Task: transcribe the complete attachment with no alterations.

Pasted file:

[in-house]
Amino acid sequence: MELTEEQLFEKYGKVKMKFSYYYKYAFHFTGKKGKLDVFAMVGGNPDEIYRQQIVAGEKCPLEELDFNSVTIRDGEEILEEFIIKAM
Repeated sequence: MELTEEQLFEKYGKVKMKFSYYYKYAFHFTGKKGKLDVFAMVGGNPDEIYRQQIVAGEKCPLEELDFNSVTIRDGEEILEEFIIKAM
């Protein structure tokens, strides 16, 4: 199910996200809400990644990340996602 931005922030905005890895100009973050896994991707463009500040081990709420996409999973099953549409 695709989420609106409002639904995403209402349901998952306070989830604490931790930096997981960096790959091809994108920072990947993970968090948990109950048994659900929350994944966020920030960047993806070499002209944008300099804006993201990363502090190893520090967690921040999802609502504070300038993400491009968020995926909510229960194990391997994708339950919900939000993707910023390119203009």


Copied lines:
[in-house]
Amino acid sequence: MELTEEQLFEKYGKVKMKFSYYYKYAFHFTGKKGKLDVFAMVGGNPDEIYRQQIVAGEKCPLEELDFNSVTIRDGEEILEEFIIKAM
Repeated sequence: MELTEEQLFEKYGKVKMKFSYYYKYAFHFTGKKGKLDVFAMVGGNPDEIYRQQIVAGEKCPLEELDFNSVTIRDGEEILEEFIIKAM
């Protein structure tokens, strides 16, 4: 199910996200809400990644990340996602 931005922030905005890895100009973050896994991707463009500040081990709420996409999973099953549409 695709989420609106409002639904995403209402349901998952306070989830604490931790930096997981960096790959091809994108920072990947993970968090948990109950048994659900929350994944966020920030960047993806070499002209944008300099804006993201990363502090190893520090967690921040999802609502504070300038993400491009968020995926909510229960194990391997994708339950919900939000993707910023390119203009």